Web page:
Perhaps we need to look closer at the subjects taken before jumping to the conclusion that all the success is due principally to ICT.

    I welcome the support that you say the government have given TT (although I would contest that this includes funding as City Academies have private sponorship) and would say that it vindicates what the government is attempting to do for ALL children.
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    (Original post by me!)

    When you get your results I KNOW they'll be good anyway, but when you apply for uni's and stuff you can explain about your results and they do take into account the school that you go/went to as well... Sometimes in a few of my subjects I sometimes feel that I've got where I am on my own with no help from the teacher whatsoever... But that's got nothing to do with this thread :rolleyes:
    That's okay then. But because I'm going to one of the top places to do A-levels, I hope they don't this success is all to do with teaching!
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    (Original post by yawn1)
    Really, LH, what would you expect from a City TECHNOLOGY College. I would be very disappointed if any school with a speciality did not focus attention of their particular strength. Why have speciality status otherwise?

    Other schools are anxious to emulate the success of TT and so they make it available to them.

    Perhaps we need to look closer at the subjects taken before jumping to the conclusion that all the success is due principally to ICT.

    I welcome the support that you say the government have given TT (although I would contest that this includes funding as City Academies have private sponorship) and would say that it vindicates what the government is attempting to do for ALL children.
    I assume that they didn't use GNVQ ICT in 1997, but their results have jumped by 14% by using it in 1998.

    This is one school in god knows how many, it would be asking a lot to make all comprehensives the same standard.
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    (Original post by happysunshine)
    That's okay then. But because I'm going to one of the top places to do A-levels, I hope they don't this success is all to do with teaching!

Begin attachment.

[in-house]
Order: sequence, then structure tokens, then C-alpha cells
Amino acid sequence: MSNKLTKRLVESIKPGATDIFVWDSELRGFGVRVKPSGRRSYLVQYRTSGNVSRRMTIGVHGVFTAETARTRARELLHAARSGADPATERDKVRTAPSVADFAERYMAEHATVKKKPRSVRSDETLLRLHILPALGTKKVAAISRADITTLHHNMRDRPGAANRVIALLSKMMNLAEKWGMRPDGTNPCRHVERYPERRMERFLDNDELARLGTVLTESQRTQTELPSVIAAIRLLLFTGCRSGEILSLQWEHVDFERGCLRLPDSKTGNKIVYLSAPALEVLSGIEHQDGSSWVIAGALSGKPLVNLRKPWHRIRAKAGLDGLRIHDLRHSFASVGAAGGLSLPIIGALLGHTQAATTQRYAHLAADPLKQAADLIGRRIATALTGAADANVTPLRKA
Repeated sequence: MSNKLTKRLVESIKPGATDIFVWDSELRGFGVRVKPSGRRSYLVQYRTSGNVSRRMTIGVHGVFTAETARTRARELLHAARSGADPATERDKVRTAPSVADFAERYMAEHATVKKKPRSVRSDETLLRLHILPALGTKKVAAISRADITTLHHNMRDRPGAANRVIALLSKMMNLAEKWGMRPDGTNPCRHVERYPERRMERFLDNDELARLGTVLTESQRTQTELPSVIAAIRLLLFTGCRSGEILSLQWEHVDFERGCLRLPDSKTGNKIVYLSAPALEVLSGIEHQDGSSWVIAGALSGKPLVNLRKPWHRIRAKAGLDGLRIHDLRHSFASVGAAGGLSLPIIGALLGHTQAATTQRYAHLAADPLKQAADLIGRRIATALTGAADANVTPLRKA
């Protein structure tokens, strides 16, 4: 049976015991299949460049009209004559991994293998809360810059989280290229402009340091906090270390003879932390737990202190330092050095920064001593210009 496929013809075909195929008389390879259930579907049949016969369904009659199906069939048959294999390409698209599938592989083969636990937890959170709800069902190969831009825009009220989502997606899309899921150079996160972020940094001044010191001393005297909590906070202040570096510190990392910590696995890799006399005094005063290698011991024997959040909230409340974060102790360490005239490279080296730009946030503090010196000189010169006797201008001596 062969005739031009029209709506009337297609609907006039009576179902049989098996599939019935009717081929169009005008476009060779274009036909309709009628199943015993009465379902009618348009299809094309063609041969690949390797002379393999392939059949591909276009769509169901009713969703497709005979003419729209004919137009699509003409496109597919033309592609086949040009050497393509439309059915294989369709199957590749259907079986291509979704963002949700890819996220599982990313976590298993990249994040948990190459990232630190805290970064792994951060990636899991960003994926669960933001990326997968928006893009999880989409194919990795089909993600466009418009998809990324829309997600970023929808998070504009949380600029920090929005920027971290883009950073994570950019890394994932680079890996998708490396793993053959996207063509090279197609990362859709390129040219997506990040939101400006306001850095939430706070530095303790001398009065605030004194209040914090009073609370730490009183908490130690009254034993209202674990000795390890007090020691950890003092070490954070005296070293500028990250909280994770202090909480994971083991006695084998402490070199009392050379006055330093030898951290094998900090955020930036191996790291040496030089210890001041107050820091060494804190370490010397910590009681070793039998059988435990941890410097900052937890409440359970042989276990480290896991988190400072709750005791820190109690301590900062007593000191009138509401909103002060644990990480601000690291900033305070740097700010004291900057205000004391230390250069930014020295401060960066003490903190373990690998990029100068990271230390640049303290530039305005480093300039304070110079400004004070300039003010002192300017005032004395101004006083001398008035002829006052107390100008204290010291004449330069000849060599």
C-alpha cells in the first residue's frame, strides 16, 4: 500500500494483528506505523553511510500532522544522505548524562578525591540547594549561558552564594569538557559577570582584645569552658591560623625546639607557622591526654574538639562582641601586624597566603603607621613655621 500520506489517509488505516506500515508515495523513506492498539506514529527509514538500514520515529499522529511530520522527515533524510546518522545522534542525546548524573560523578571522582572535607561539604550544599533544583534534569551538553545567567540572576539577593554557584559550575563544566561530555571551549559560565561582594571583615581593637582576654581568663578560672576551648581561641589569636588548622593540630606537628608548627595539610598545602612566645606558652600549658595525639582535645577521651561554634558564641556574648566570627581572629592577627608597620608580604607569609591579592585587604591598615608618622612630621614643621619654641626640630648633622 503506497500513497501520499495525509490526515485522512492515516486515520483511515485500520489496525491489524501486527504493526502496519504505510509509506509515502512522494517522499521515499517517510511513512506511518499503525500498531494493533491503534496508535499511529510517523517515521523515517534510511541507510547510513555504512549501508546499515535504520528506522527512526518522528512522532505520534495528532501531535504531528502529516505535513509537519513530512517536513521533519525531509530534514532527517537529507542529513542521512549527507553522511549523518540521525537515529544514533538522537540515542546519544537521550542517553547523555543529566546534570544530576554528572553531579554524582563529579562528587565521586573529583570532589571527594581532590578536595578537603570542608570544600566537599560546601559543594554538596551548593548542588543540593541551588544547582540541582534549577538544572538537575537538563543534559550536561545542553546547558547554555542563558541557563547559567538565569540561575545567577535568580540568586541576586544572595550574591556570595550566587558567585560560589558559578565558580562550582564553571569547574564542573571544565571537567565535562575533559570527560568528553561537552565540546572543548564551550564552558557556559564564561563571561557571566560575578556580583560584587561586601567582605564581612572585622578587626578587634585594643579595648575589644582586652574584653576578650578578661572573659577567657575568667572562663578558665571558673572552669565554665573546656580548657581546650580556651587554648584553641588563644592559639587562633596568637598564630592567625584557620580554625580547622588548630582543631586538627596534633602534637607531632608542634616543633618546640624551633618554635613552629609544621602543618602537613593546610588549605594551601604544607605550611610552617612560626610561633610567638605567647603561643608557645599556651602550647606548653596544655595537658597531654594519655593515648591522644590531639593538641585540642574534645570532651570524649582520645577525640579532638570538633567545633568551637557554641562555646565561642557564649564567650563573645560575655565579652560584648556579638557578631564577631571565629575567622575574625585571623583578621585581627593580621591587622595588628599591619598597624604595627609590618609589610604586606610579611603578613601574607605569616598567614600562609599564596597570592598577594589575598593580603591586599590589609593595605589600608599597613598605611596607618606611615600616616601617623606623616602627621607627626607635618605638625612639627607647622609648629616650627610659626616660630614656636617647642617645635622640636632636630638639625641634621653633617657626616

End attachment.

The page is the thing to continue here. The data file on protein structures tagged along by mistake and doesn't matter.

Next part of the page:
lol I'm sure they won't!

    I'm staying at my school for sixth form there hasn't really seemed to me like there's any other option...
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    (Original post by yawn1)
    Really, LH, what would you expect from a City TECHNOLOGY College. I would be very disappointed if any school with a speciality did not focus attention of their particular strength. Why have speciality status otherwise?

    Other schools are anxious to emulate the success of TT and so they make it available to them.

    Perhaps we need to look closer at the subjects taken before jumping to the conclusion that all the success is due principally to ICT.

    I welcome the support that you say the government have given TT (although I would contest that this includes funding as City Academies have private sponorship) and would say that it vindicates what the government is attempting to do for ALL children.
    GNVQ ICT is the only embodiment of technology in the school? Not a very good technology college then.

    Other schools are anxious to rise up the league tables which is made easier with GNVQ ICT.

    The government has given support to TT, as have private businesses, which has made TT into an anomaly, there is simply not enough money for every state school in the country to emulate this!
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    (Original post by me!)

    lol I'm sure they won't!

    I'm staying at my school for sixth form there hasn't really seemed to me like there's any other option...